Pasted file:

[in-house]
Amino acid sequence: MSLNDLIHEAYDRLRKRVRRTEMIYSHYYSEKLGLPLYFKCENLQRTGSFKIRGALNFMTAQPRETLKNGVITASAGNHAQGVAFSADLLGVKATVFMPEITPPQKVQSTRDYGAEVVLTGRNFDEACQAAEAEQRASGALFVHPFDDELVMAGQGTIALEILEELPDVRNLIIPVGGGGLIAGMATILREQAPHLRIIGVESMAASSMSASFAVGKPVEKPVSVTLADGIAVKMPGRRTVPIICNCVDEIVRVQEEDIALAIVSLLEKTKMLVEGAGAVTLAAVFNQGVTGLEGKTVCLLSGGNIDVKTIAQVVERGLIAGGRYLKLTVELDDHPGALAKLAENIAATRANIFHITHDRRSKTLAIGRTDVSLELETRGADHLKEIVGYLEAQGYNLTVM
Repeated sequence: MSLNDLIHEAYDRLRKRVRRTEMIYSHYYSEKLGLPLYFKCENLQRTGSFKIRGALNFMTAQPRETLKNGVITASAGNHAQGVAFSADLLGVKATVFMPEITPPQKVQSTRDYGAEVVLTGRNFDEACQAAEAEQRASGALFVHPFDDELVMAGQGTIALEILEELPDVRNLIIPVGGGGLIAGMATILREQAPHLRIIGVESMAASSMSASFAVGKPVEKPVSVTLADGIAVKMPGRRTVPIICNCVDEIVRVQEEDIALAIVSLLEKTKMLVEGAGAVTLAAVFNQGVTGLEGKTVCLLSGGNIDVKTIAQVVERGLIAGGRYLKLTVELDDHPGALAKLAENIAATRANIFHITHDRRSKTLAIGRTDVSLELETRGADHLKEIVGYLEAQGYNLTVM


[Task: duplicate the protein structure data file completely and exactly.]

[in-house]
Amino acid sequence: MSLNDLIHEAYDRLRKRVRRTEMIYSHYYSEKLGLPLYFKCENLQRTGSFKIRGALNFMTAQPRETLKNGVITASAGNHAQGVAFSADLLGVKATVFMPEITPPQKVQSTRDYGAEVVLTGRNFDEACQAAEAEQRASGALFVHPFDDELVMAGQGTIALEILEELPDVRNLIIPVGGGGLIAGMATILREQAPHLRIIGVESMAASSMSASFAVGKPVEKPVSVTLADGIAVKMPGRRTVPIICNCVDEIVRVQEEDIALAIVSLLEKTKMLVEGAGAVTLAAVFNQGVTGLEGKTVCLLSGGNIDVKTIAQVVERGLIAGGRYLKLTVELDDHPGALAKLAENIAATRANIFHITHDRRSKTLAIGRTDVSLELETRGADHLKEIVGYLEAQGYNLTVM
Repeated sequence: MSLNDLIHEAYDRLRKRVRRTEMIYSHYYSEKLGLPLYFKCENLQRTGSFKIRGALNFMTAQPRETLKNGVITASAGNHAQGVAFSADLLGVKATVFMPEITPPQKVQSTRDYGAEVVLTGRNFDEACQAAEAEQRASGALFVHPFDDELVMAGQGTIALEILEELPDVRNLIIPVGGGGLIAGMATILREQAPHLRIIGVESMAASSMSASFAVGKPVEKPVSVTLADGIAVKMPGRRTVPIICNCVDEIVRVQEEDIALAIVSLLEKTKMLVEGAGAVTLAAVFNQGVTGLEGKTVCLLSGGNIDVKTIAQVVERGLIAGGRYLKLTVELDDHPGALAKLAENIAATRANIFHITHDRRSKTLAIGRTDVSLELETRGADHLKEIVGYLEAQGYNLTVM